On election day I follow the advice of the great philosopher George Carlin:
And I’m not alone. During presidential elections voter turnout usually hovers around 60 percent, which means roughly 40 percent of eligible voters stay home as well (thank them for not trying to force their beliefs on you). Voter burnout during non-presidential national elections is generally lower while municipal elections are usually lower yet. In Wichita, Kansas the turnout for City Council District 1 was even lower than most municipal elections:
Three hours into voting for Wichita City Council District 1, the race was locked in a four-way tie.
Zero, zero, zero to zero.
Advance voting in the Aug. 1 primary election opened at 8 a.m. Monday at the Sedgwick County election office downtown.
But by 11 a.m., “We haven’t had anyone vote yet,” Election Commissioner Tabitha Lehman said. “It’s sad.”
By the end of the day a total of seven people showed up to the polls. Everybody else in that district might want to find out who those seven fools were and steer clear of them since they obviously have an interest in forcing their beliefs on their neighbors but I digress. Democratically elected governments derive their “legitimacy” from numbers. The more people who vote for a government the more “legitimate” it claims to be. However, when nobody votes or only a handful of people vote the elected government can’t claim much “legitimacy.” How can an elected official claim to represent the people if only three or four people voted for them?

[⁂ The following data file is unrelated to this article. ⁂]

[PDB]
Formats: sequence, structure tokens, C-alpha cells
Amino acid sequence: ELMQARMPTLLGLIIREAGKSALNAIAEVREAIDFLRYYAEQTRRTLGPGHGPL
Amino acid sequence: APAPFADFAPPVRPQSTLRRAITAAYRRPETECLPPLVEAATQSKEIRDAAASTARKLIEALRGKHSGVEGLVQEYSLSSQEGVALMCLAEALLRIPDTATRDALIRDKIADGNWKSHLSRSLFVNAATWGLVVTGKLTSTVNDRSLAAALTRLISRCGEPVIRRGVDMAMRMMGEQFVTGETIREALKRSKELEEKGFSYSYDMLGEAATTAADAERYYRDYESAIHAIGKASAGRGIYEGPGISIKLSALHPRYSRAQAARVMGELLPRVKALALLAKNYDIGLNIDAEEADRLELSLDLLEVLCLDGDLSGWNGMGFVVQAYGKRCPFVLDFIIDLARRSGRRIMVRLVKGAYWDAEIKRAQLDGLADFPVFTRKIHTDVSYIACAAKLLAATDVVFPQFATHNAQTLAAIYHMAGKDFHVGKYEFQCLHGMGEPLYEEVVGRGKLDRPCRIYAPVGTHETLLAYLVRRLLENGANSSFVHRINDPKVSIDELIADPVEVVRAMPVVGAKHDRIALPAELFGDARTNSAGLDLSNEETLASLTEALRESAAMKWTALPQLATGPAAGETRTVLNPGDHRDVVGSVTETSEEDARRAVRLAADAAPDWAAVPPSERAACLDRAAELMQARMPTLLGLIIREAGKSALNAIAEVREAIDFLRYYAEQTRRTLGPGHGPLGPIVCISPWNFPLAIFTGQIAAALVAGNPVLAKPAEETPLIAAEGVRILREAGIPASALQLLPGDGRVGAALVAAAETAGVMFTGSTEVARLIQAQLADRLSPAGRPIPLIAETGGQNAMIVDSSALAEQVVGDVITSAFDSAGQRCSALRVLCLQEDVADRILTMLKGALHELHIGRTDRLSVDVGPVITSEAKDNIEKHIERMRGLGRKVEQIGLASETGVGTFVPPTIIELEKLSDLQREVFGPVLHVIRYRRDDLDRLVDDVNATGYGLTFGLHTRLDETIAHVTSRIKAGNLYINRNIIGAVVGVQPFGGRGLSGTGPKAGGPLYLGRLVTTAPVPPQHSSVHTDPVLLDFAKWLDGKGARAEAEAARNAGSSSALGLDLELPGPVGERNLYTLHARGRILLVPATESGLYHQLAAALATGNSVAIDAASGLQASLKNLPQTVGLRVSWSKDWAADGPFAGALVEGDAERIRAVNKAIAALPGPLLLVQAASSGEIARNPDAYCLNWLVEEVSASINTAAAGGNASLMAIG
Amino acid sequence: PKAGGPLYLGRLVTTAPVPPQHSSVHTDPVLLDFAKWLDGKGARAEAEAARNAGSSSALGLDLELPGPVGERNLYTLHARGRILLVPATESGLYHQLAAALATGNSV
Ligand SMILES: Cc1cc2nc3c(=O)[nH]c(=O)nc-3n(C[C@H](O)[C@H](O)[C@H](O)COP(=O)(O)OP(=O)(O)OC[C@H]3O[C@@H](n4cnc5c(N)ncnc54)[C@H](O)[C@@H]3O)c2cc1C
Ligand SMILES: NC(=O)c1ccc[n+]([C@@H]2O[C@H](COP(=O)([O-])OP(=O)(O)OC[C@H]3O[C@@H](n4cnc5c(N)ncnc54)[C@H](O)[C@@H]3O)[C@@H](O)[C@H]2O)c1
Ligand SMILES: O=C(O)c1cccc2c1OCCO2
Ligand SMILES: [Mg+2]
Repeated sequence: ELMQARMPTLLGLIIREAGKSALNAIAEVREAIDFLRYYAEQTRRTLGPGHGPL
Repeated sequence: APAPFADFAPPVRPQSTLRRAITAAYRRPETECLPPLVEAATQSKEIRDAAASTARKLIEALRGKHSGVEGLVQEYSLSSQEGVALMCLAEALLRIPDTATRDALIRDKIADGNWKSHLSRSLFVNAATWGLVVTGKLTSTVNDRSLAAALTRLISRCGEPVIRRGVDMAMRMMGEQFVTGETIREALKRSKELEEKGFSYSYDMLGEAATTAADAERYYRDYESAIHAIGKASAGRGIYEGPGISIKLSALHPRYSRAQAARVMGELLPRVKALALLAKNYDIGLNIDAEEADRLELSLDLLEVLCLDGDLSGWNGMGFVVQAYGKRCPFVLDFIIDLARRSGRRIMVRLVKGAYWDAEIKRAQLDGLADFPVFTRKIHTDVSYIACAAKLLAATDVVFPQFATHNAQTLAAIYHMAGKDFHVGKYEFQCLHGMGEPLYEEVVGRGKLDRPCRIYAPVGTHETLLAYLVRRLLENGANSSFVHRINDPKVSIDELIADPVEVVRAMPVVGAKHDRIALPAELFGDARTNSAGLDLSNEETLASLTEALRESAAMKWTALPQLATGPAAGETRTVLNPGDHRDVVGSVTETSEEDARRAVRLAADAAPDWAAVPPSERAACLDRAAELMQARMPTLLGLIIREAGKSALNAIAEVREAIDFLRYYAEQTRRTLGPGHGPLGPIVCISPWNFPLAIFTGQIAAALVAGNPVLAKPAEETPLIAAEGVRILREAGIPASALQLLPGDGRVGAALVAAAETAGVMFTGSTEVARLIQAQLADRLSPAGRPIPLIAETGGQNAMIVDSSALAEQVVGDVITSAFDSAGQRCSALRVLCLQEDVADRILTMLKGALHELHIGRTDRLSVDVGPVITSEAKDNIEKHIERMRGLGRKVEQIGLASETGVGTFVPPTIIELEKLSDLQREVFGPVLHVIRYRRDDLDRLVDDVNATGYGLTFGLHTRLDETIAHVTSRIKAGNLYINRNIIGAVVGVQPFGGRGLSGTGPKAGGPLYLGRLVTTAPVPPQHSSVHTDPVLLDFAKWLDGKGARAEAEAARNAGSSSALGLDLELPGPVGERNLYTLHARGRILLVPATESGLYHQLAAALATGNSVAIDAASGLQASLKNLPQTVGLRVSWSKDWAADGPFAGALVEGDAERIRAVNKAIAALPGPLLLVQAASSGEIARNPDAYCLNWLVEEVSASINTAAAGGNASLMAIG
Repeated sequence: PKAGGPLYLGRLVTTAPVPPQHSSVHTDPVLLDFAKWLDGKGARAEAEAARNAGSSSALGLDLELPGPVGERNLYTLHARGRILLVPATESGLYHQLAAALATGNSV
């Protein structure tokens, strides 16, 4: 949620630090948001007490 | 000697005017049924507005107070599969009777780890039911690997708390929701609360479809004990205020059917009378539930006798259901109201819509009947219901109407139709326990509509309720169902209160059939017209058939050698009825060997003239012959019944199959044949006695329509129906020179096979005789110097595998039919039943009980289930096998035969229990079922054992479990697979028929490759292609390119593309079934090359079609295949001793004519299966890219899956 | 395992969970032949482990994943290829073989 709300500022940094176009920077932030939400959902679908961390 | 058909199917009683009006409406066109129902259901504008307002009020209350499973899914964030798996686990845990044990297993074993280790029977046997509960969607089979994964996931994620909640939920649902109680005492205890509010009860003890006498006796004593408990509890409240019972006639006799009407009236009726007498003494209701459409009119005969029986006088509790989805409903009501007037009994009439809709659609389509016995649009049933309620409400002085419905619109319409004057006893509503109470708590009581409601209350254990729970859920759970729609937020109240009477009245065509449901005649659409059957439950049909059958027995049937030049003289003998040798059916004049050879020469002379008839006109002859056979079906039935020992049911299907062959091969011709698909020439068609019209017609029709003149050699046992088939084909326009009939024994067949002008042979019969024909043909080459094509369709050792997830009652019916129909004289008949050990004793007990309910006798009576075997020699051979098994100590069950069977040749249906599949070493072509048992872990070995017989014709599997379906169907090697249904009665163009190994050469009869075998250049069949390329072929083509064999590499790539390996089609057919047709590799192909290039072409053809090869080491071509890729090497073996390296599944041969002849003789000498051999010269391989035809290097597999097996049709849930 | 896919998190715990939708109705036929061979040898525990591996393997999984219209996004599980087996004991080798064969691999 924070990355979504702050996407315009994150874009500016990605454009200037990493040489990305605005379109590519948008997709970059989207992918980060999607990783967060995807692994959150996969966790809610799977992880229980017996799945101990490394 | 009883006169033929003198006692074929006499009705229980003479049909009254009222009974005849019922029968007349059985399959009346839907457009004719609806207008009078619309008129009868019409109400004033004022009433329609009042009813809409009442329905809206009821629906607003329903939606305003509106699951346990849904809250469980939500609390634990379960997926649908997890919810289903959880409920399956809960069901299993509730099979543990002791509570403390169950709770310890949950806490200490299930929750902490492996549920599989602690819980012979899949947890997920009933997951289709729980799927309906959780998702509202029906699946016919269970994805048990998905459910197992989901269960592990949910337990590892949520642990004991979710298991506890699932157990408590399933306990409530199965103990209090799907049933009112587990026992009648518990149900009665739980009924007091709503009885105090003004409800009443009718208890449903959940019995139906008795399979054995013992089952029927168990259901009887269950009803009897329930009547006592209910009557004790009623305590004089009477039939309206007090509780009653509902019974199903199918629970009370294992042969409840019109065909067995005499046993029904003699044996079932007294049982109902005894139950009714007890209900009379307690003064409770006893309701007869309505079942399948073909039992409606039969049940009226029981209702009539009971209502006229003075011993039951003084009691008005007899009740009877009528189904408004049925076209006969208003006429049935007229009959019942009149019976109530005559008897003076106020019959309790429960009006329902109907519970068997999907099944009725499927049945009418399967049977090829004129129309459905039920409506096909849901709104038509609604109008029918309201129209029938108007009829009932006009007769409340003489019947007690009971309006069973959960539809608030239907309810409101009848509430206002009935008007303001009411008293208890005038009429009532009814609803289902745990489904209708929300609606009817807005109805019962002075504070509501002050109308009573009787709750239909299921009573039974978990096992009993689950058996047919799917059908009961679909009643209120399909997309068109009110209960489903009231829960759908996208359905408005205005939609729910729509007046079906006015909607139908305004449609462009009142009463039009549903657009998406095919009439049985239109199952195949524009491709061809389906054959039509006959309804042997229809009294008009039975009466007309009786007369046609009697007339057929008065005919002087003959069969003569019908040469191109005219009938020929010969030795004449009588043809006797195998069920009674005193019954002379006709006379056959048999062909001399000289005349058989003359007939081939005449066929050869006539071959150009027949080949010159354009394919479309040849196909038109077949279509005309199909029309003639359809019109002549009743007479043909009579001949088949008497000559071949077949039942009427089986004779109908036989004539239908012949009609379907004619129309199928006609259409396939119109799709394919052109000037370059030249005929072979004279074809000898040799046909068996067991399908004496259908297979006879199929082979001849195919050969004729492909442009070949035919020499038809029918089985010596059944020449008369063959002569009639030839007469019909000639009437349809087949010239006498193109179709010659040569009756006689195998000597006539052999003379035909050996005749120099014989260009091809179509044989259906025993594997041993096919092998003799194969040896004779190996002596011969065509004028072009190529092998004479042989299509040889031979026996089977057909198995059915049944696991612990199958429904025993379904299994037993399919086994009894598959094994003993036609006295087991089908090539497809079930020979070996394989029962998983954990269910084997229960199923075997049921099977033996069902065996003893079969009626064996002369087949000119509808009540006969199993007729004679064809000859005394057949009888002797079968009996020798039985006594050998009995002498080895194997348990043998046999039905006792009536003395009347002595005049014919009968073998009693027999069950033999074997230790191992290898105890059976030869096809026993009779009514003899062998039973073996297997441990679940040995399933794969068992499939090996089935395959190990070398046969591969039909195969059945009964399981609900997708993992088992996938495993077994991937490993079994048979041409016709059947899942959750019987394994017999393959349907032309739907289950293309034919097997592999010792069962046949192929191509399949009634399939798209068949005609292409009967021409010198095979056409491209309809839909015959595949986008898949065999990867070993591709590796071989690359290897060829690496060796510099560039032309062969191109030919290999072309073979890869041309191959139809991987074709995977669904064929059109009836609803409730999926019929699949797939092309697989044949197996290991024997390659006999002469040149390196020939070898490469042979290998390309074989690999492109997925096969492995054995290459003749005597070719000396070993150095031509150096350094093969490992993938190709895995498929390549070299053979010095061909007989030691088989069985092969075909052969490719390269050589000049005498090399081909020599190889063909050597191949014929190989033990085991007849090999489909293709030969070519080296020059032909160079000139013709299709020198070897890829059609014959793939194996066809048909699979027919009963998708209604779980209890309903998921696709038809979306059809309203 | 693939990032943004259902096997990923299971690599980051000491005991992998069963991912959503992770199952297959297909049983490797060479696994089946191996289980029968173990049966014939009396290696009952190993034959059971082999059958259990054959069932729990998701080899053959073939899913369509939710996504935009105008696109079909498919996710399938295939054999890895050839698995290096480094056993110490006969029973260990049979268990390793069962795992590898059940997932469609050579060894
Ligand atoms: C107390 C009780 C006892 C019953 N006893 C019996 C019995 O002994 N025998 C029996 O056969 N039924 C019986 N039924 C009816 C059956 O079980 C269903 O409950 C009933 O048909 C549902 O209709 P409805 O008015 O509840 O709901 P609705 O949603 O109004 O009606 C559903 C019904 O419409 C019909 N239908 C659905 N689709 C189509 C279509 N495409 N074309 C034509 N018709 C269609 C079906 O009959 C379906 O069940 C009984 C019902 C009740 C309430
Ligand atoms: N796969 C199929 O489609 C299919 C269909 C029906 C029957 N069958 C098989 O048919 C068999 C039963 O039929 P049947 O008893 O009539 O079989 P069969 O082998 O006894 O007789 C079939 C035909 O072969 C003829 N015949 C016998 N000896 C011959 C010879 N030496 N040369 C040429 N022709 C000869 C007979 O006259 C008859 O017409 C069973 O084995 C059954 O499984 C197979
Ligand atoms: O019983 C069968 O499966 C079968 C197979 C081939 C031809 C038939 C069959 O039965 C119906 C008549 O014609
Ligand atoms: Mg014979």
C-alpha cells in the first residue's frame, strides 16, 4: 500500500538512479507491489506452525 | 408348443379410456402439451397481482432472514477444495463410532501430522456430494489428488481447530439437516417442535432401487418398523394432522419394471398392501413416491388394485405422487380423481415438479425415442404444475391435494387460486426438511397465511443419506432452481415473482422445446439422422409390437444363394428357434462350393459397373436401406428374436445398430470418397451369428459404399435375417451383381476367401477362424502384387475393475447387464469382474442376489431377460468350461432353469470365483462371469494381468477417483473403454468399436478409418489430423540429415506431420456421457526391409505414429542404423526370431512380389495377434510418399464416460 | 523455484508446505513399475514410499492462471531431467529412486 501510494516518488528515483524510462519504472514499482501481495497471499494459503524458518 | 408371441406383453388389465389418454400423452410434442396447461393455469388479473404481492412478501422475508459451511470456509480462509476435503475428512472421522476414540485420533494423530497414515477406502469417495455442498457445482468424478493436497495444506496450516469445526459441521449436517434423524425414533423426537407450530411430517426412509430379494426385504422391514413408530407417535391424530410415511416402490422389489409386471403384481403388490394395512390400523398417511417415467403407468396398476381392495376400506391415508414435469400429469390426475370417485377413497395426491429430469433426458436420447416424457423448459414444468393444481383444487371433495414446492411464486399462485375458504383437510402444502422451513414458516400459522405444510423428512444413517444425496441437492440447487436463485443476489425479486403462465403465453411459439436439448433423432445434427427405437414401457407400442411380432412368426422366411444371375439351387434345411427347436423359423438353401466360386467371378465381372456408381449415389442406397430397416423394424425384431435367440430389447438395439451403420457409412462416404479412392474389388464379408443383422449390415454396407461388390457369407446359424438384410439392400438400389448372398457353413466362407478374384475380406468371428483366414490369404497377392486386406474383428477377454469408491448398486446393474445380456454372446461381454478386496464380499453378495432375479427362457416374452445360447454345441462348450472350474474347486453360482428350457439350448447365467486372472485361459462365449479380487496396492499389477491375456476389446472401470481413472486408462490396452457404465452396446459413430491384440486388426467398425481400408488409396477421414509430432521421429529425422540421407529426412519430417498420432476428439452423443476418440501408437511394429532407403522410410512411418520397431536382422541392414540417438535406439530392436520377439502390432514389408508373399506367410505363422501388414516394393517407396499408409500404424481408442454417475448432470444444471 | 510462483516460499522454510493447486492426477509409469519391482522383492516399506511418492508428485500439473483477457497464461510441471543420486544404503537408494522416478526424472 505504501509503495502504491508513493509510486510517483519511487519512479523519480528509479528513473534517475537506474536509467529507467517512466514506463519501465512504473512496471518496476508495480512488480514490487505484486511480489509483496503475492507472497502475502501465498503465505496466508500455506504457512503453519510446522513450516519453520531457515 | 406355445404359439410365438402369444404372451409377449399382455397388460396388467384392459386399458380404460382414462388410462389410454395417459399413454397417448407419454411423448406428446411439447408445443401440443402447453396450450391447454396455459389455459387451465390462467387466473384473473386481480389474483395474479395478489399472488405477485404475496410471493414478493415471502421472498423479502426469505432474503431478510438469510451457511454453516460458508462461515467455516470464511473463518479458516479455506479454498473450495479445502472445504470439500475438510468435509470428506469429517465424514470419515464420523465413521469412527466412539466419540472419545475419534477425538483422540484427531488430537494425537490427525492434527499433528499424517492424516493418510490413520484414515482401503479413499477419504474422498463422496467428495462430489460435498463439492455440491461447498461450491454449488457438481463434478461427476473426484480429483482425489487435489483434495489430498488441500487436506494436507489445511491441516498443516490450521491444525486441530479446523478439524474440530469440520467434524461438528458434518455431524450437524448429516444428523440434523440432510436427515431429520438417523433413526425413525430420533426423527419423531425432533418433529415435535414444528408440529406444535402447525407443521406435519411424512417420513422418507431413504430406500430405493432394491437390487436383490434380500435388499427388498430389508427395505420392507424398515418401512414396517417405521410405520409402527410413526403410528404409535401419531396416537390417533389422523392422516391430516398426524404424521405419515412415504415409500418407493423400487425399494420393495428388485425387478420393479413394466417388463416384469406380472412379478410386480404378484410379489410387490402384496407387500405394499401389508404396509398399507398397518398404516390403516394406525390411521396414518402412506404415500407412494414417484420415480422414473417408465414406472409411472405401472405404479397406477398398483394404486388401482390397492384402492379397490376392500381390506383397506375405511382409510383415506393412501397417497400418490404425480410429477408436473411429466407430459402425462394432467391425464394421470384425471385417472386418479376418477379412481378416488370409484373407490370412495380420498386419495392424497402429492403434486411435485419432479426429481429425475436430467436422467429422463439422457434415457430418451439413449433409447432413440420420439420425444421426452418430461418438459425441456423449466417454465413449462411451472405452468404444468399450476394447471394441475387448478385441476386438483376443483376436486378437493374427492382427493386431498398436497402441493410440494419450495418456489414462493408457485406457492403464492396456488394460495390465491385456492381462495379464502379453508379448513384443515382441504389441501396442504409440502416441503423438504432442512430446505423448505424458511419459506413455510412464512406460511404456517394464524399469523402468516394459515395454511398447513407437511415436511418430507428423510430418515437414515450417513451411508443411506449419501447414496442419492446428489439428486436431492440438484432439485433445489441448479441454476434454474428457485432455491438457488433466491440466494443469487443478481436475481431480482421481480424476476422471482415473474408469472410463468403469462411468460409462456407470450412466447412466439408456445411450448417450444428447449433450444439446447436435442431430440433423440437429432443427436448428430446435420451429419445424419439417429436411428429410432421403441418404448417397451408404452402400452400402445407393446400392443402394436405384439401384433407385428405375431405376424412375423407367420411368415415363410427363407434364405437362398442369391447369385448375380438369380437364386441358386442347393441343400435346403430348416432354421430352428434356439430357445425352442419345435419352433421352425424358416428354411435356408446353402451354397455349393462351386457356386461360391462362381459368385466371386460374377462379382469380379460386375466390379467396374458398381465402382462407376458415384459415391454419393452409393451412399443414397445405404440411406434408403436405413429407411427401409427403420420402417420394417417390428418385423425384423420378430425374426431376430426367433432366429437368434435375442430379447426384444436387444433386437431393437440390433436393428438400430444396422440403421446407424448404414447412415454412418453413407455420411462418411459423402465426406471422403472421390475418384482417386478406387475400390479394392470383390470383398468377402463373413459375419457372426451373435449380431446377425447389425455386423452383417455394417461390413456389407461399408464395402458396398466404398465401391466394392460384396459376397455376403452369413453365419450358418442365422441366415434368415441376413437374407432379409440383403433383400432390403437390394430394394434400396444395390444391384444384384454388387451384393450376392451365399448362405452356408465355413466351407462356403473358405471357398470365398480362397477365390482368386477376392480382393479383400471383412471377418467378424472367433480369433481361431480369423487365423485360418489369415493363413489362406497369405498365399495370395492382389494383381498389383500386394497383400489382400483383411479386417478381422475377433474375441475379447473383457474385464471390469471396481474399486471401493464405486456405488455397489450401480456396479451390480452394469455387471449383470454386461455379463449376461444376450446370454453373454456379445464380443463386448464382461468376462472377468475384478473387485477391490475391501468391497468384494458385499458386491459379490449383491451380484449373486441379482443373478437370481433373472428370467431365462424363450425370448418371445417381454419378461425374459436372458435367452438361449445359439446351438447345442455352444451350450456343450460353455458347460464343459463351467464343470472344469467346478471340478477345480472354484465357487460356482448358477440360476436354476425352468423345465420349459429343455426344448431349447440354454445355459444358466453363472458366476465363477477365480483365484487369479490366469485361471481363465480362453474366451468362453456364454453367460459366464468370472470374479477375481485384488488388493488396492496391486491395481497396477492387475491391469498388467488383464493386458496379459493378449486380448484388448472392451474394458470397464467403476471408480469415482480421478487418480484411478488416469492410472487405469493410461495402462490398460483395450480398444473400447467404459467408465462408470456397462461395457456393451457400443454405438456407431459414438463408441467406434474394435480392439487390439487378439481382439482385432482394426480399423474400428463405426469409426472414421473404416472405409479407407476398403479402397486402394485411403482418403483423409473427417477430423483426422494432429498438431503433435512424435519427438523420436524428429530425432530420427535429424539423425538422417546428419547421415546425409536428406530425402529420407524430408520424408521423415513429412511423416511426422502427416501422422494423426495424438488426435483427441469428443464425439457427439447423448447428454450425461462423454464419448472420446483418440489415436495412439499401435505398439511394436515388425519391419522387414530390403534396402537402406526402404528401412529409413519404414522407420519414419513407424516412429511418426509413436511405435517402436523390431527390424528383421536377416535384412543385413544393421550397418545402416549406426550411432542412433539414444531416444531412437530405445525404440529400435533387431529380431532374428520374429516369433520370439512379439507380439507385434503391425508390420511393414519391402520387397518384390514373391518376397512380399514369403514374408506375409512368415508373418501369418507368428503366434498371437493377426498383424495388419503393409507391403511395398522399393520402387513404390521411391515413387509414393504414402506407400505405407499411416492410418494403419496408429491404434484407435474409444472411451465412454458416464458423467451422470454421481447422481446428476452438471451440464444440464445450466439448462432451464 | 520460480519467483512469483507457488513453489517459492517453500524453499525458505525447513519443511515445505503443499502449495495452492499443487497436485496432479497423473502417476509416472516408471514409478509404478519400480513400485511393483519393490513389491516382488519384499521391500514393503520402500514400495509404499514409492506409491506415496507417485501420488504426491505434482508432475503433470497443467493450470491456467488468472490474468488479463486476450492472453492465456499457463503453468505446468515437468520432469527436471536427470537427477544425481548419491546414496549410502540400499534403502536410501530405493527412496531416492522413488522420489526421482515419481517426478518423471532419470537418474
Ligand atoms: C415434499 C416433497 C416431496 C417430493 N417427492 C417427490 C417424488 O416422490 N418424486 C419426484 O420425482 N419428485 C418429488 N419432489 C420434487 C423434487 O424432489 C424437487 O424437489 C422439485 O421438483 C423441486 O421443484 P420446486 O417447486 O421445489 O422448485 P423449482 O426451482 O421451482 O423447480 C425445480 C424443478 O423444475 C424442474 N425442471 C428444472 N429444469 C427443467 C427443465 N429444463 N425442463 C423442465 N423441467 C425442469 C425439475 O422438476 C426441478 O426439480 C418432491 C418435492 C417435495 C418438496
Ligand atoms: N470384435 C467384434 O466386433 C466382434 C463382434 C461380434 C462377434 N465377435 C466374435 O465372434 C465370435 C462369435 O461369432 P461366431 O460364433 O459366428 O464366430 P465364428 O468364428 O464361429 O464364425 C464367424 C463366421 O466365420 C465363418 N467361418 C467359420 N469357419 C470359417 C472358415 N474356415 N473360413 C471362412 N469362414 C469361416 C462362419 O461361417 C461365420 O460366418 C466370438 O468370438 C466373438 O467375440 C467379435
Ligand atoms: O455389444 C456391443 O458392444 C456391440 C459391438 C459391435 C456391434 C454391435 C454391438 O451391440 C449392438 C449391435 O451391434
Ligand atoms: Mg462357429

One of the best ways to strip a democratically elected government of its “legitimacy” is to join the rest of us who stay home on election day. After all, if the president was actually decided by the choice made by the plurality of eligible voters then Donald Trump wouldn’t be in office nor would anybody else because the plurality said that they didn’t want a ruler (See how easy it is to point out that the president doesn’t actually represent the people?).